# Why is the disjoint union of a finite number of affine schemes an affine scheme?

We know that the disjoint union of an infinite number of affine schemes is not an affine scheme since the underlying topological space is not quasi-compact.

But how do you show that the disjoint union of a finite number of affine schemes is an affine scheme? What are the global sections?

The ring of global sections of the disjoint union (coproduct) is the product of the rings of global sections of the individual schemes: $$\bigcup^{\text{disjoint}}_{1\le i\le n} \text{Spec } R_i=\text{Spec }( R_1\times R_2\times \cdots\times R_n).$$
To explain this in more detail: Let $e_j$ be the element of $\hat R:=R_1\times\cdots\times R_n$ with $1$ in the $j$th position and $0$ elsewhere. Then, if $i\ne j$, any prime ideal $\hat P$ in $\hat R$ contains $e_i e_j=0$, so it contains either $e_i$ or $e_j$. Doing this for all pairs $\{i,j\}$ shows you that $\hat P$ must contain all of the $e_i$s except one, so it is of the form $R_1\times\cdots\times R_{i-1}\times P_i\times R_{i+1}\times\cdots\times R_n$, for some prime ideal $P_i$ of $R_i$. This shows that there is a natural correspondence between the points of $\text{Spec } \hat R$ and those of the disjoint union. Now, let $f_1\in R_1$, $\dots$, $f_n\in R_n$. Then the distinguished open set $D_{(f_1,\ldots,f_n)}$ of $\text{Spec } \hat R$ satisfies \begin{eqnarray*} D_{(f_1,\ldots,f_n)}&=&\{\hat P \subseteq \hat R\mid \hat P \text{ prime}, (f_1,\ldots,f_n)\notin \hat P\}\\ &=& \bigcup_{1\le i\le n} \{R_1\times\cdots\times P_i\times \cdots\times R_n\mid P_i \text{ prime}, f_i\notin P_i\}. \end{eqnarray*} Since these sets are a basis for the topology, if you then set $$U_i:=D_{(0,\ldots,0,1,0,\ldots,0)}, \qquad i=1, \dots, n, \ \ \ \text{1 is at the }i\text{th position}$$ this shows that $$\text{Spec } \hat R = U_1\cup\cdots\cup U_n$$ is a partition of the topological space of $\text{Spec } \hat R$ into $n$ disjoint clopen sets, and that the subset topology on each $U_i$ is identical with that of $\text{Spec } R_i$. Therefore, $\text{Spec } \hat R$ is the coproduct of the $\text{Spec } R_i$s in the category of topological spaces.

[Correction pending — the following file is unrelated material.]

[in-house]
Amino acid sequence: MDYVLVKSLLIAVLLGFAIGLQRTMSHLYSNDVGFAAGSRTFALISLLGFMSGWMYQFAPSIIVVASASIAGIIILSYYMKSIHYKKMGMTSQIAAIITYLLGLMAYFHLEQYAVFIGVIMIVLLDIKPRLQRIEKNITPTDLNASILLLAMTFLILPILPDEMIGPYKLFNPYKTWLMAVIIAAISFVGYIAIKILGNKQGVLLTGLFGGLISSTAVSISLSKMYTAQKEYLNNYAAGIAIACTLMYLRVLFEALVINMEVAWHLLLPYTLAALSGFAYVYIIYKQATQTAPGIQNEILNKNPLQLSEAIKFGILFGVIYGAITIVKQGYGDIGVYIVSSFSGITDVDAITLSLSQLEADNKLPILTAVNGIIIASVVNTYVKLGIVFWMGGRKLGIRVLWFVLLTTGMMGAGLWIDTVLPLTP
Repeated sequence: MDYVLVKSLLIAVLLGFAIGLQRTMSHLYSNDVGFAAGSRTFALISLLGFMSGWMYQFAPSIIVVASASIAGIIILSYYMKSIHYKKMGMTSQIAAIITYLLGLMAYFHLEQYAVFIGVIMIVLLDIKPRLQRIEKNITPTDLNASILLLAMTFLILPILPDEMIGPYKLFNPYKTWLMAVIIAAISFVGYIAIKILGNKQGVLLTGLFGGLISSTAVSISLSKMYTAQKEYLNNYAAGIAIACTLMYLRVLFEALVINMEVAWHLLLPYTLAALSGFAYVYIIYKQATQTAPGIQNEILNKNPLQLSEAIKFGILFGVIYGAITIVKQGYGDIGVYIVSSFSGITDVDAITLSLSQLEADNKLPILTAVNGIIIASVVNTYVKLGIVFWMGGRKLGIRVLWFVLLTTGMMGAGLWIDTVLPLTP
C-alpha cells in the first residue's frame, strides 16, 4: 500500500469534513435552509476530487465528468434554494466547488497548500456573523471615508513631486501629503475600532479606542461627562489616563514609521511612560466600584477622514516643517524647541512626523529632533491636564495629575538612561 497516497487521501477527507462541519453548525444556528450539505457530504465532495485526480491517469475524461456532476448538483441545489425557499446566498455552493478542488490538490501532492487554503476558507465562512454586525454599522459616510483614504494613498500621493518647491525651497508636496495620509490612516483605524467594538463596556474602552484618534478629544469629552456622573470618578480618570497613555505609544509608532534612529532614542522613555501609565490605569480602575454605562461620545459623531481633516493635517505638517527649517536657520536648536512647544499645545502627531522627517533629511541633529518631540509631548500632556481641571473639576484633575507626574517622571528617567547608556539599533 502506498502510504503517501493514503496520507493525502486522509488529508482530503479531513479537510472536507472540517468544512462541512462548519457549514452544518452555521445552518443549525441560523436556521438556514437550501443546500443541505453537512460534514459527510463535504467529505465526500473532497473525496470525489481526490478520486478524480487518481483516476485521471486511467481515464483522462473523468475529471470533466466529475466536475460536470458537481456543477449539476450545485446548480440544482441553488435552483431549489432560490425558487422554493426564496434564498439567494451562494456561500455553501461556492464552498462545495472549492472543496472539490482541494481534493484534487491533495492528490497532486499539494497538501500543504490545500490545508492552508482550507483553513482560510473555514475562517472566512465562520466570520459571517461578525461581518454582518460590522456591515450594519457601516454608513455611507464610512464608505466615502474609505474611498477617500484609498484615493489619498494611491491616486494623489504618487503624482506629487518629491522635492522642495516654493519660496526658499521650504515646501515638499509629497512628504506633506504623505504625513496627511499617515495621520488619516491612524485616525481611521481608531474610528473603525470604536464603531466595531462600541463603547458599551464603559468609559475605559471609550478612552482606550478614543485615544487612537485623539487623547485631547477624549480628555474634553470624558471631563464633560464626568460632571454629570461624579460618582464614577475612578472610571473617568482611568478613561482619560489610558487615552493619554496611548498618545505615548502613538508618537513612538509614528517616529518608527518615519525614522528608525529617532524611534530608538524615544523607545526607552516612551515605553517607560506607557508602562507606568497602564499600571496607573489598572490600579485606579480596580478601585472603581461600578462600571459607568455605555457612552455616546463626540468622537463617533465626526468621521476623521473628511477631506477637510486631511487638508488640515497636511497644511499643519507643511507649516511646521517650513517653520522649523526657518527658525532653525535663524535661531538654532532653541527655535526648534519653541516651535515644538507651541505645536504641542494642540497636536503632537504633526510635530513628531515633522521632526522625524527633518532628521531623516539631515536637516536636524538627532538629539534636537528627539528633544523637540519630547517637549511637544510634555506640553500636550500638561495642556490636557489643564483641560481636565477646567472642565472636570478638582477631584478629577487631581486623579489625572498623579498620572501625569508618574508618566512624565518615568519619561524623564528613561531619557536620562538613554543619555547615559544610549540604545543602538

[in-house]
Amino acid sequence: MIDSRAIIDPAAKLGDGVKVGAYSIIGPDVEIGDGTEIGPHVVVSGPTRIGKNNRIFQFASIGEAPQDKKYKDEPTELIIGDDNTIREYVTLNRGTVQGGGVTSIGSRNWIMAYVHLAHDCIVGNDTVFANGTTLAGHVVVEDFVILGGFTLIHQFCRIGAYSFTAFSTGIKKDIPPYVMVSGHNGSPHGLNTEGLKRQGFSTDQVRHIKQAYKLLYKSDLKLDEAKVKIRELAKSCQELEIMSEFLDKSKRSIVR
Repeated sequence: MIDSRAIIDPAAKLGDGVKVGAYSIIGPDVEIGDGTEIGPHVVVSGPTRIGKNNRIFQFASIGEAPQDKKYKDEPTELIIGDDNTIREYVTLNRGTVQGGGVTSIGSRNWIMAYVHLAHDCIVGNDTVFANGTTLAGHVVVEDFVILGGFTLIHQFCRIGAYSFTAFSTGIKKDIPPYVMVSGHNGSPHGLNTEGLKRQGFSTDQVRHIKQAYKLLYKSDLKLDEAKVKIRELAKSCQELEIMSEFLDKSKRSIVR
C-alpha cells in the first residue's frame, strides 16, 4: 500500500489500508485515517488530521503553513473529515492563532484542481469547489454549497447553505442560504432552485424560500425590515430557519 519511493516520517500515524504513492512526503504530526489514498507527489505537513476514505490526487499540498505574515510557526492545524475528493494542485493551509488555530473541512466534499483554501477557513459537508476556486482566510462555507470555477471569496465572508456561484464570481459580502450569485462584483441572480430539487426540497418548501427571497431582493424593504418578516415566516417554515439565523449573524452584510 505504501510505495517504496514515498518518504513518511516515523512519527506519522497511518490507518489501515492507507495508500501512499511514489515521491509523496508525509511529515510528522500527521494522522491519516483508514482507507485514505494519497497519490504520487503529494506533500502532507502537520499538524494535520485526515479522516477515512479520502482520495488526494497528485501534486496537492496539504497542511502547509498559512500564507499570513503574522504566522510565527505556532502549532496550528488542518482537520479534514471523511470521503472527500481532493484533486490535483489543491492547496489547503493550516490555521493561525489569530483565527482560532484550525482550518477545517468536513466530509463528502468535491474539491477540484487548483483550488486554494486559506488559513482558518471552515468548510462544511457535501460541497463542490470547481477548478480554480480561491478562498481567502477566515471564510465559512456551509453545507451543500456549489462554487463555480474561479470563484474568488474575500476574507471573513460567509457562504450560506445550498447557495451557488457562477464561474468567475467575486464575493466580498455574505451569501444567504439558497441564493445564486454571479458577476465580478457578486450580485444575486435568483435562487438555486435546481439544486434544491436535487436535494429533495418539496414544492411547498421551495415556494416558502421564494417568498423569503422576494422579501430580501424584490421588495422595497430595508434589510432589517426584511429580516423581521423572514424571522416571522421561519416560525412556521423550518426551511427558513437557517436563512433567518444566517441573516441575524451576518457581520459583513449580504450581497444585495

There is an isomorphism of localizations $${\hat R}_{(f_1,\ldots,f_n)} \cong (R_1)_{f_1}\times\cdots\times (R_n)_{f_n}$$ for which the square $$\begin{array}{ccc} {\hat R}_{(f_1,\ldots,f_n)}&\cong&(R_1)_{f_1}\times\cdots\times(R_n)_{f_n}\\ \downarrow&\ &\downarrow\\ {\hat R}_{(g_1,\ldots,g_n)}&\cong&(R_1)_{g_1}\times\cdots\times(R_n)_{g_n} \end{array}$$ $$(g_1 \in \sqrt{(f_1)}, \ \dots, \ g_n \in \sqrt{(f_n)})$$ commutes. Since the structure sheaf of an affine scheme is assembled from these localizations, this can be used to show that there is an isomorphism $${\cal O}_{\text{Spec } \hat R}(U)\cong \prod_i {\cal O}_{\text{Spec } R_i} (\alpha_i^{-1}(U))$$ for all open sets $U\subseteq \text{Spec } \hat R$, where the map $\alpha_i: \text{Spec } R_i\to U_i$ is the map of topological spaces which sends $\text{Spec } R_i$ onto its homeomorphic image inside $\text{Spec } \hat R$. Also, if $V\subseteq U$, the diagram $$\begin{array}{ccc} {\cal O}_{\text{Spec } \hat R}(U)&\cong&\prod_i {\cal O}_{\text{Spec } R_i} (\alpha_i^{-1}(U))\\ \downarrow{}&&\downarrow{}\\ {\cal O}_{\text{Spec } \hat R}(V)&\cong&\prod_i {\cal O}_{\text{Spec } R_i} (\alpha_i^{-1}(V)) \end{array}$$ commutes. This means that the stalk at each point in each $\text{Spec } R_i$ is isomorphic to the stalk at its image in $\text{Spec } \hat R$.
For each $i=1$, $\dots$, $n$, there is a morphism $\gamma_i: \text{Spec } R_i\to \text{Spec } \hat R$ which comes from the ring homomorphism projecting $\hat R$ onto $R_i$. To show that $\text{Spec } \hat R$ is the coproduct of the $\text{Spec } R_i$s in the category of schemes, you need to show that for any scheme $Z$ and morphisms $\psi_i: \text{Spec } R_i \to Z$, there is a unique morphism $\psi: \text{Spec } \hat R\to Z$ such that $\psi \circ \gamma_i=\psi_i$ for all $i$. Since $\text{Spec } \hat R$ is the disjoint union of the $\text{Spec } R_i$s as topological spaces, the action of $\psi$ on the topology is determined by letting it act as $\psi_i$ on the copy $U_i$ of $\text{Spec } R_i$ in $\text{Spec } \hat R$. Now for any open set $W$ in $Z$, the morphisms $\psi_i$ give you ring homomorphisms from ${\cal O}_Z(W)$ to ${\cal O}_{\text{Spec } R_i}(\psi_i^{-1}(W))$. Using the isomorphism between $\prod_i {\cal O}_{\text{Spec } R_i}(\psi_i^{-1}(W))$ and ${\cal O}_{\text{Spec } \hat R}(\psi^{-1}(W))$, these can be assembled into a ring homomorphism from ${\cal O}_Z(W)$ to ${\cal O}_{\text{Spec } \hat R}( \psi^{-1}(W))$. This produces the desired morphism $\psi$.
Suppoes $\mathrm Spec A_i$, $i=1,2$ are two affine spaces. Note that disjoint union is a co-product in category of set. So in this case, coproduct will be $\mathrm Spec (A_1\times A_2)$.